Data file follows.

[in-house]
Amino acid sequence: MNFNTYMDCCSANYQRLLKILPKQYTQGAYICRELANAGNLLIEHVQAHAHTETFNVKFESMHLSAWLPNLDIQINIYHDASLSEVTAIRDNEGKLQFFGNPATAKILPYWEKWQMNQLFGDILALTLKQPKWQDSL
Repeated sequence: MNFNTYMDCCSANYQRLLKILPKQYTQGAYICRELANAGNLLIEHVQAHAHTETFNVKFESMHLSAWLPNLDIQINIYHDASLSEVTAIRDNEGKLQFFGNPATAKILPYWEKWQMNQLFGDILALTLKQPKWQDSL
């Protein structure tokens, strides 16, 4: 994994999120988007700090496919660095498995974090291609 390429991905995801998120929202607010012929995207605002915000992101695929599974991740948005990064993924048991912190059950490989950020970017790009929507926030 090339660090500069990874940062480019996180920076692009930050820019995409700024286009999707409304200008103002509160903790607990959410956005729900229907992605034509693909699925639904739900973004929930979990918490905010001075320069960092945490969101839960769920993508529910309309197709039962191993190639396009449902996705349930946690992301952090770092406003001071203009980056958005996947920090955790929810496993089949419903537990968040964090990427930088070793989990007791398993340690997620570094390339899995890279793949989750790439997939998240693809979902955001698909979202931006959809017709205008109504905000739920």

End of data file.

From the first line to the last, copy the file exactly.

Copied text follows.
[in-house]
Amino acid sequence: MNFNTYMDCCSANYQRLLKILPKQYTQGAYICRELANAGNLLIEHVQAHAHTETFNVKFESMHLSAWLPNLDIQINIYHDASLSEVTAIRDNEGKLQFFGNPATAKILPYWEKWQMNQLFGDILALTLKQPKWQDSL
Repeated sequence: MNFNTYMDCCSANYQRLLKILPKQYTQGAYICRELANAGNLLIEHVQAHAHTETFNVKFESMHLSAWLPNLDIQINIYHDASLSEVTAIRDNEGKLQFFGNPATAKILPYWEKWQMNQLFGDILALTLKQPKWQDSL
């Protein structure tokens, strides 16, 4: 994994999120988007700090496919660095498995974090291609 390429991905995801998120929202607010012929995207605002915000992101695929599974991740948005990064993924048991912190059950490989950020970017790009929507926030 090339660090500069990874940062480019996180920076692009930050820019995409700024286009999707409304200008103002509160903790607990959410956005729900229907992605034509693909699925639904739900973004929930979990918490905010001075320069960092945490969101839960769920993508529910309309197709039962191993190639396009449902996705349930946690992301952090770092406003001071203009980056958005996947920090955790929810496993089949419903537990968040964090990427930088070793989990007791398993340690997620570094390339899995890279793949989750790439997939998240693809979902955001698909979202931006959809017709205008109504905000739920």